This Week in the Stock Market: Trade Deal Uncertainty Lingers, Consumers in Focus
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"If last week was any indication, uncertainty surrounding trade negotiations could continue to rattle investors."

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Welcome to Markets on Monday, where we preview what’s going on in the stock market this week.

Investors may be in for another bumpy ride this week. The S&P 500 fell more than 2% in early trading Monday. That’s after it fell 2.2% over the course of last week, marking its worst week since December.

What’s behind the drop? Despite two days of talks last week between the U.S. and China, there’s still no trade deal—instead, both the U.S. and China have increased tariffs on imports from the other country. Uncertainty surrounding trade negotiations could continue to rattle investors until there’s a resolution.

But experts say it’s important to maintain perspective and remember your long-term goals. That will help you avoid making impulsive moves you’ll regret.

Beyond trade, investors will get some insight into how American consumers are doing this week, thanks to reports coming in from both the government and individual companies.

Why trade talks matter to investors

Investors hate surprises, and while they knew the U.S. had planned trade talks for this month, there’s still no deal with China. As J.J. Kinahan, chief market strategist at TD Ameritrade, told Grow last week: “We’re watching the sausage being made.”

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Trade tensions are escalating. Last week, the U.S. increased tariffs on Friday from 10% to 25% on $200 billion of Chinese products. On Monday, China retaliated, saying it will raise tariffs on $60 billion of U.S. goods on June 1. Even though both Trump and Treasury Secretary Steven Mnuchin called the two-day meetings with China leaders “constructive,” Trump has since said in a tweet that China “backed out” of a deal.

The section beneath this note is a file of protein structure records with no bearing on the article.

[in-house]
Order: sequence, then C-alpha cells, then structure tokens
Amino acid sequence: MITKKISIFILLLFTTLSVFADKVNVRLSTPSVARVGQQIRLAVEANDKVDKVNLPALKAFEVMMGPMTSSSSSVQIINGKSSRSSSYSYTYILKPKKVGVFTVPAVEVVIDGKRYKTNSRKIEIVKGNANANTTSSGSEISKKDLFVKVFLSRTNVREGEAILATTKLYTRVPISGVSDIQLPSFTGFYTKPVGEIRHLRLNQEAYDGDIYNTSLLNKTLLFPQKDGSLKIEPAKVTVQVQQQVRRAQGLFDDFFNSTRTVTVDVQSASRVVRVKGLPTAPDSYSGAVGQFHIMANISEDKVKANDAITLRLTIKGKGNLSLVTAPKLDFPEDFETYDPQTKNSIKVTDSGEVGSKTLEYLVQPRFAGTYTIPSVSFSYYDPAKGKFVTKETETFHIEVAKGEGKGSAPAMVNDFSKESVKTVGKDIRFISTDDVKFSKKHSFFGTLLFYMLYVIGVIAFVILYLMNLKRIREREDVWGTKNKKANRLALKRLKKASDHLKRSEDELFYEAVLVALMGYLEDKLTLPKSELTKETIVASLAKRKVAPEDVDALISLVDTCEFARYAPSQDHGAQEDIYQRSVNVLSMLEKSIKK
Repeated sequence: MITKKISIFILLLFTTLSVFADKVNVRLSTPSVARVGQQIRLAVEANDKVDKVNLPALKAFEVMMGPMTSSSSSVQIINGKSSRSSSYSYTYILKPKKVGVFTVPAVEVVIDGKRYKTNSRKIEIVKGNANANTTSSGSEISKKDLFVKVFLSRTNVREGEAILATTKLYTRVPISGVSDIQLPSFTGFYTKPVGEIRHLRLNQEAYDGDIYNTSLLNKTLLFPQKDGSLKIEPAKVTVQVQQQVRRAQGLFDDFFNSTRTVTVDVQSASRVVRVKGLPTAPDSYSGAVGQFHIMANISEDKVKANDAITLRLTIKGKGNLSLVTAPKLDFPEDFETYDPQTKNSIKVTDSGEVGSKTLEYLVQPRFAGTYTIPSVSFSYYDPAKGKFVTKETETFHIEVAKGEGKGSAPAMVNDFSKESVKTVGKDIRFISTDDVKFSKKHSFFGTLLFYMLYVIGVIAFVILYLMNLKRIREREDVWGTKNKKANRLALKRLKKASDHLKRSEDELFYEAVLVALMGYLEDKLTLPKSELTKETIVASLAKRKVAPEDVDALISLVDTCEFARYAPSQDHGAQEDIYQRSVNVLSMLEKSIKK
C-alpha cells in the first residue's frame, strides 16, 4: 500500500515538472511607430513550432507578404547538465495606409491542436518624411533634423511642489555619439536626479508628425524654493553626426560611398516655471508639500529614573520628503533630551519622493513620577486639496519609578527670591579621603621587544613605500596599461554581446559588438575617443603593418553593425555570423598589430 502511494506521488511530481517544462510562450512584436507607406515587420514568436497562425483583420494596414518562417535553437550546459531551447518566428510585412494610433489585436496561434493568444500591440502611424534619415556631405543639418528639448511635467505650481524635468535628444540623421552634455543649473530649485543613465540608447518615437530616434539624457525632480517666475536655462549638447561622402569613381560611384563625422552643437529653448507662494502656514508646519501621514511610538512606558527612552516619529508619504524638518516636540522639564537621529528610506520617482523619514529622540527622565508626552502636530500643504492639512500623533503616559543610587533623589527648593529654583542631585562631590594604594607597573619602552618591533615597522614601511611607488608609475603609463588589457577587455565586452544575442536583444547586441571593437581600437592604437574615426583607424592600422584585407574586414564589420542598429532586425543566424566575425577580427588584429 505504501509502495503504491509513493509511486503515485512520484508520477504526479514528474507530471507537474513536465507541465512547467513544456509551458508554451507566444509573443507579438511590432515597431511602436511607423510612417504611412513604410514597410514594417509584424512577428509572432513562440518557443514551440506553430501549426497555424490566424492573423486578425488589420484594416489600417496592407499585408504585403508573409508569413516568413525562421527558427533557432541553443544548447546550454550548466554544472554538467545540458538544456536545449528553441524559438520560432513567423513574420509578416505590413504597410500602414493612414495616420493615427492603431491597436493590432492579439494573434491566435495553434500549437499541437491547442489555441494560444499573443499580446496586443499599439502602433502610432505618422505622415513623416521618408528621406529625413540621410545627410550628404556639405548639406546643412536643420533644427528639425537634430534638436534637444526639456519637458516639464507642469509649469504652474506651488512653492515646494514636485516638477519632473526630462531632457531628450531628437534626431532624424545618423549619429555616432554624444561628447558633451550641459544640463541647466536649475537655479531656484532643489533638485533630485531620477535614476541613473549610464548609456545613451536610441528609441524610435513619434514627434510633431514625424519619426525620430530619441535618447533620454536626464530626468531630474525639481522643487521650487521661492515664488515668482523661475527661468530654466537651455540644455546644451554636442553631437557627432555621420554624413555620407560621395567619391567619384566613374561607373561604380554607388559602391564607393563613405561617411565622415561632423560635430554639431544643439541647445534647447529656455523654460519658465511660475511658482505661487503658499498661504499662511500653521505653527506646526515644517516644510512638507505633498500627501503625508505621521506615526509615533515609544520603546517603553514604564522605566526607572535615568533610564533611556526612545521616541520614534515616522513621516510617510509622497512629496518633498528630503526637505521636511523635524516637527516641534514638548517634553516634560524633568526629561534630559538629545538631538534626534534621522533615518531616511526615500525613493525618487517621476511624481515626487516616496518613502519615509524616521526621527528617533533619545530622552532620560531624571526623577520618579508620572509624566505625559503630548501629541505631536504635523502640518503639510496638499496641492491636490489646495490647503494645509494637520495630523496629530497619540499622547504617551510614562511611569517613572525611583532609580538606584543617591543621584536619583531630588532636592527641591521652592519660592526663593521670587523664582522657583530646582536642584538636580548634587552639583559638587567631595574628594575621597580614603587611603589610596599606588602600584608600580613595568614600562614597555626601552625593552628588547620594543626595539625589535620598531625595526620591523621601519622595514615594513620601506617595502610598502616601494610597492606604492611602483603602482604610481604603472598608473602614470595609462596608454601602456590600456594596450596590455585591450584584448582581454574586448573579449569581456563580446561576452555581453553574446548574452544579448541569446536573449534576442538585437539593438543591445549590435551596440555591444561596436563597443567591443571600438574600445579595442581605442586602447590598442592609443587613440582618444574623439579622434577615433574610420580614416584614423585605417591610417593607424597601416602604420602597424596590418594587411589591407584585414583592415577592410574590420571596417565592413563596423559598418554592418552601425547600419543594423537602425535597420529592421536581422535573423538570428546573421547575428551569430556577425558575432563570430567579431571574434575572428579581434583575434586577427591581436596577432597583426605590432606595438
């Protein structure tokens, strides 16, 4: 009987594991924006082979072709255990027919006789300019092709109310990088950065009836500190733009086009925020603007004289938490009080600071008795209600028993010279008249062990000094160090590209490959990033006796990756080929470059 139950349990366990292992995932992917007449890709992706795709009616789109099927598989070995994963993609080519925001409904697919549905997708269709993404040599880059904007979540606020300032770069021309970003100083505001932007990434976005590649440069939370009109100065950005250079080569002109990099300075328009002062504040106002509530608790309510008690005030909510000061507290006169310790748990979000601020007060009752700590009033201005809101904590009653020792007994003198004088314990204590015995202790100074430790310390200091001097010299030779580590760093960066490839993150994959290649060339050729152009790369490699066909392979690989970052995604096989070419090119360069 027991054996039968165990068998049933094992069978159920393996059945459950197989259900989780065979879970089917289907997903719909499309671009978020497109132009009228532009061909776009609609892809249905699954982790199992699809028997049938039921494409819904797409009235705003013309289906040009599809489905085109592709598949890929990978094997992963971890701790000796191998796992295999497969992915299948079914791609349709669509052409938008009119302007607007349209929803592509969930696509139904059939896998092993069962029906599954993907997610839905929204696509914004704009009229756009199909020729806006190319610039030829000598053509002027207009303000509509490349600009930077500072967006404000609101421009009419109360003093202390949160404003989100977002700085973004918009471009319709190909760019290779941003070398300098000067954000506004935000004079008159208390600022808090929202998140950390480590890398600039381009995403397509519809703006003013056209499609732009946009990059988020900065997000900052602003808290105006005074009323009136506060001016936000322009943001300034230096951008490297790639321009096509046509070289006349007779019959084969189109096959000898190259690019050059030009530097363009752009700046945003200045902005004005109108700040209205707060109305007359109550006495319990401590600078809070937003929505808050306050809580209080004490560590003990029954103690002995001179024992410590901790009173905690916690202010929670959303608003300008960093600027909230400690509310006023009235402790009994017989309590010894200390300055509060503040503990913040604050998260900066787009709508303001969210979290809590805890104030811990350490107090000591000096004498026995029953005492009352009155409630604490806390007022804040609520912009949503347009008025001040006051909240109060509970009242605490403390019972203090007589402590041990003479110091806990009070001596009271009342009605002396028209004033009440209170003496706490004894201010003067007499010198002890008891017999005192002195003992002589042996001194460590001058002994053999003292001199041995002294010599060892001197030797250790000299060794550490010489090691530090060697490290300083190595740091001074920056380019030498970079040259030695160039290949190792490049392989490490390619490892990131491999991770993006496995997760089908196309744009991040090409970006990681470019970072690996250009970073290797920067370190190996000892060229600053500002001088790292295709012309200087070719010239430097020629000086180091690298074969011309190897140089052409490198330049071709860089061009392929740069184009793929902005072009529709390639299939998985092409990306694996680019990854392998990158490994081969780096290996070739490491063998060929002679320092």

Until there’s a final deal, the stock market appears poised for continued bumpiness. And you can expect to pay more for Chinese goods—a study published earlier this year estimated the new 25% tariff could cost the average American family of four more than $750 each year.

More from Grow:

How U.S. consumers are doing

Investors will get a peek this week into the habits of the American consumer: how confident people are feeling and if they’re spending more money or less. That information is important because consumer spending accounts for more than two-thirds of U.S. economic activity.

Earnings season—the multiweek period when publicly traded companies report results on their business for the prior quarter—is wrapping up. But this week, we’ll hear from retailers like Walmart, Macy’s, and Ralph Lauren about their first-quarter results.

On Wednesday, expect the Commerce Department to release the retail sales report for April. This monthly report tracks spending on things like clothing, autos, and gasoline. In March, retail sales surged 1.6%, the fastest pace since 2017.

Finally, on Friday investors will see the results of the University of Michigan’s monthly survey about consumer confidence—that is, how optimistic people feel about the overall economy and their own personal finances. A different reading showed consumer confidence weakened in March.

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